Two large supermarket retailers are attempting one of the largest mergers in retail history.
- Kroger’s $25-billion investment in Albertsons positions the company for one of the largest retail mergers in U.S. history.
- “Kroger Co. has lined up the second-biggest bridge financing in the investment-grade world this year to back its mega-merger with Albertsons Cos., braving rising borrowing costs that have left corporate America and Wall Street dealmakers reeling,” says Bloomberg.
- The merger has created anti-trust concerns and fears about how the merger will affect the food supply for tens of millions of shoppers, but Kroger is assuring shoppers that the investment will lower food prices during a time of inflation.
- “The $25-billion deal will actually reduce food prices, say the merging companies. In its Friday announcement, Kroger says it will invest about half a billion dollars of the expected merger-synergy savings into cutting prices,” says Barron’s.
- Kroger’s stock dropped by 7.4% and Albertsons dropped by 2.5% following the announcement.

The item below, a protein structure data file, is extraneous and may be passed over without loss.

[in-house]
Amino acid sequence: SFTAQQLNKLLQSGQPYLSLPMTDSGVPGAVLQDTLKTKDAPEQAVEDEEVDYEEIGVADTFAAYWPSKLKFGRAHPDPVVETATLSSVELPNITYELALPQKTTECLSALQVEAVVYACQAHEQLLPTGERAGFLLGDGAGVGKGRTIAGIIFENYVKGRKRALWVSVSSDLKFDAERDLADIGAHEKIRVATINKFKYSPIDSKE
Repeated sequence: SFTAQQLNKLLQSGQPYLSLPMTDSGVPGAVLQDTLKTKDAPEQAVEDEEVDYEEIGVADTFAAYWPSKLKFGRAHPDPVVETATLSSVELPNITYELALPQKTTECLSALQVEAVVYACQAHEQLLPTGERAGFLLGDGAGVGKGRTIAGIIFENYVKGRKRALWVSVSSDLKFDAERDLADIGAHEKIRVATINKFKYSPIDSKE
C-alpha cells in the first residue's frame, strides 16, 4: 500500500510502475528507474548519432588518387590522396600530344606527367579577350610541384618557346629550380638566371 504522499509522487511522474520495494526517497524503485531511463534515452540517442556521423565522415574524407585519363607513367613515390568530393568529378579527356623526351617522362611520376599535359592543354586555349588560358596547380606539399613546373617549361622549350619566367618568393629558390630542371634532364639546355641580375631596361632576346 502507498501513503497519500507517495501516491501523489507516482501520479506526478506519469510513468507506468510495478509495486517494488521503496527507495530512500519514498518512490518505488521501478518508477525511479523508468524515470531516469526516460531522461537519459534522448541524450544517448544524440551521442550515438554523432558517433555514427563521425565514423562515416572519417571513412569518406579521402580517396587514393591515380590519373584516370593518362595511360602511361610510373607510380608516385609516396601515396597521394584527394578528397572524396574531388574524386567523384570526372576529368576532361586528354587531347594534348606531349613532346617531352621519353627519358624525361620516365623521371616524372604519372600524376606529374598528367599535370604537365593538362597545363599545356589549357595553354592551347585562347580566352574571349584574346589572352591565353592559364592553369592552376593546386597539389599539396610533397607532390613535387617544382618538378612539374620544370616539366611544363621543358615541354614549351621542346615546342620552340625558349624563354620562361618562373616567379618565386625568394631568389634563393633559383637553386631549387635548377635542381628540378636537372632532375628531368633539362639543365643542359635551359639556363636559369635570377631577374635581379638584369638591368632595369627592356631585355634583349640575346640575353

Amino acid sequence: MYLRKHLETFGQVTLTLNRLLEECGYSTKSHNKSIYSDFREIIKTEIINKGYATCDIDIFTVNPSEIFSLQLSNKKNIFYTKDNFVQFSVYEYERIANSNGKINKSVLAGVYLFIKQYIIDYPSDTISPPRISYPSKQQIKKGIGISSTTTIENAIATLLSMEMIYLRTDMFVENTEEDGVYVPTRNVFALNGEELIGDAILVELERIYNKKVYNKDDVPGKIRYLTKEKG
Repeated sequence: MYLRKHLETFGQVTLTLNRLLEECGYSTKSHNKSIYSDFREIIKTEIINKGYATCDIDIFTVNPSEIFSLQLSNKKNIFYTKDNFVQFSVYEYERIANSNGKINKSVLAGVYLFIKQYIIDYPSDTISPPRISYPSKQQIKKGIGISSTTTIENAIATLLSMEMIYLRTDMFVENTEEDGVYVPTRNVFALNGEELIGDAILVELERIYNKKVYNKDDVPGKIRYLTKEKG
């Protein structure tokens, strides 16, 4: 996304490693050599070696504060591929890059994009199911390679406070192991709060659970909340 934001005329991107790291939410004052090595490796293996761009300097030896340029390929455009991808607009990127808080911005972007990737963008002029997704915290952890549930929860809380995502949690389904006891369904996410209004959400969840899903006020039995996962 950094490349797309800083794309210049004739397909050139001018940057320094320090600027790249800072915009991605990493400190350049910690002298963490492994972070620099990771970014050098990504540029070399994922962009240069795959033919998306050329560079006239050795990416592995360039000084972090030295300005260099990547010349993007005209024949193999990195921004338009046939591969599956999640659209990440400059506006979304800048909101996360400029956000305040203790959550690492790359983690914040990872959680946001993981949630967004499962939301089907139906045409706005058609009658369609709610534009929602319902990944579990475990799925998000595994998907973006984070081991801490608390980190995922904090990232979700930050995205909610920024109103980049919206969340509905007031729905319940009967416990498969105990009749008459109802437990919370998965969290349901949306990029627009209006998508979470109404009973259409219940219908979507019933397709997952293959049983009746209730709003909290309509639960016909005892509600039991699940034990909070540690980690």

Why it’s news
The merger of two of America’s largest supermarket chains would turn Kroger into one of the largest employers in the U.S.
“The deal, which is expected to close in 2024, would combine two of the largest supermarket chains in the country and create one of its largest private employers. The two companies have a combined 710,000 workers—most of them unionized in an industry with low union rates—nearly 5,000 stores and more than $200 billion in sales,” says CNN Business.
Anti-trust and anti-monopoly advocates—including President Joe Biden and U.S. Senator from Vermont Bernie Sanders—are already condemning the purchase, which could result in the purchase being delayed or halted.
“The U.S. Federal Trade Commission could challenge the deal between the two major grocers as anti-trust scrutiny intensifies under the Biden administration and decades-high inflation squeezes households, according to three antitrust experts,” says Reuters.
Kroger and Albertsons are already aware that the merger will create problems though and have laid out the groundwork for breaking off parts of the company that will create anti-trust concerns.
“The two companies operate dozens of grocery chains. Kroger operates Ralphs, Harris Teeter, Dillons, Fred Meyer, and others, while Albertsons owns Safeway and Vons. The companies said they will spin off nearly 400 stores to form a new rival in an effort to gain antitrust clearance,” says CNN Business.